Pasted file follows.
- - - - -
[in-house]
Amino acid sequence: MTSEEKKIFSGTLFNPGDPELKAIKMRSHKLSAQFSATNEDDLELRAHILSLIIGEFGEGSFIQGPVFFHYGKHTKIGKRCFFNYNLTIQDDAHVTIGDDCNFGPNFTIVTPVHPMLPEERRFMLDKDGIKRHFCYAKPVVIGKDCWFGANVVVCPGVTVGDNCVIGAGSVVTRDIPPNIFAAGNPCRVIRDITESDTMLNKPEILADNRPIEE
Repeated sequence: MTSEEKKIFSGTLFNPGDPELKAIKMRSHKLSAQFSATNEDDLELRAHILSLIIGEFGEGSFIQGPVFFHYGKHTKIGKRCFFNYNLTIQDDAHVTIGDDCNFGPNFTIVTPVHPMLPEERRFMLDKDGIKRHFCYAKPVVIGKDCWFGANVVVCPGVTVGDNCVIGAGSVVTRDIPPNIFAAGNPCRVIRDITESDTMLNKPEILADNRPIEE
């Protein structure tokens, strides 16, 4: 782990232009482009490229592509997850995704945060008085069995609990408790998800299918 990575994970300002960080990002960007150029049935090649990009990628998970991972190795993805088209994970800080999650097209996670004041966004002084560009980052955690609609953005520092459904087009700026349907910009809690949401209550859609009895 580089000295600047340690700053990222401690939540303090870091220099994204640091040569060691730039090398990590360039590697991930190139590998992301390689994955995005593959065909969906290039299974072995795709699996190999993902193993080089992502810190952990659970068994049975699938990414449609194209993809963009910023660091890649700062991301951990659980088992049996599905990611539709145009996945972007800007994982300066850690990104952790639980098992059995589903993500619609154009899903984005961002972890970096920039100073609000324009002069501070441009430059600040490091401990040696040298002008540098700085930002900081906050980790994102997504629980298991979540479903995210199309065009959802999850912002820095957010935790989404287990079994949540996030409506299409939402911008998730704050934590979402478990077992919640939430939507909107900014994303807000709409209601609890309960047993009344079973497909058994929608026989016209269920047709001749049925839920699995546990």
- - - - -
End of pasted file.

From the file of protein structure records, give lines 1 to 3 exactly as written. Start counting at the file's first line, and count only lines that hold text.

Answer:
[in-house]
Amino acid sequence: MTSEEKKIFSGTLFNPGDPELKAIKMRSHKLSAQFSATNEDDLELRAHILSLIIGEFGEGSFIQGPVFFHYGKHTKIGKRCFFNYNLTIQDDAHVTIGDDCNFGPNFTIVTPVHPMLPEERRFMLDKDGIKRHFCYAKPVVIGKDCWFGANVVVCPGVTVGDNCVIGAGSVVTRDIPPNIFAAGNPCRVIRDITESDTMLNKPEILADNRPIEE
Repeated sequence: MTSEEKKIFSGTLFNPGDPELKAIKMRSHKLSAQFSATNEDDLELRAHILSLIIGEFGEGSFIQGPVFFHYGKHTKIGKRCFFNYNLTIQDDAHVTIGDDCNFGPNFTIVTPVHPMLPEERRFMLDKDGIKRHFCYAKPVVIGKDCWFGANVVVCPGVTVGDNCVIGAGSVVTRDIPPNIFAAGNPCRVIRDITESDTMLNKPEILADNRPIEE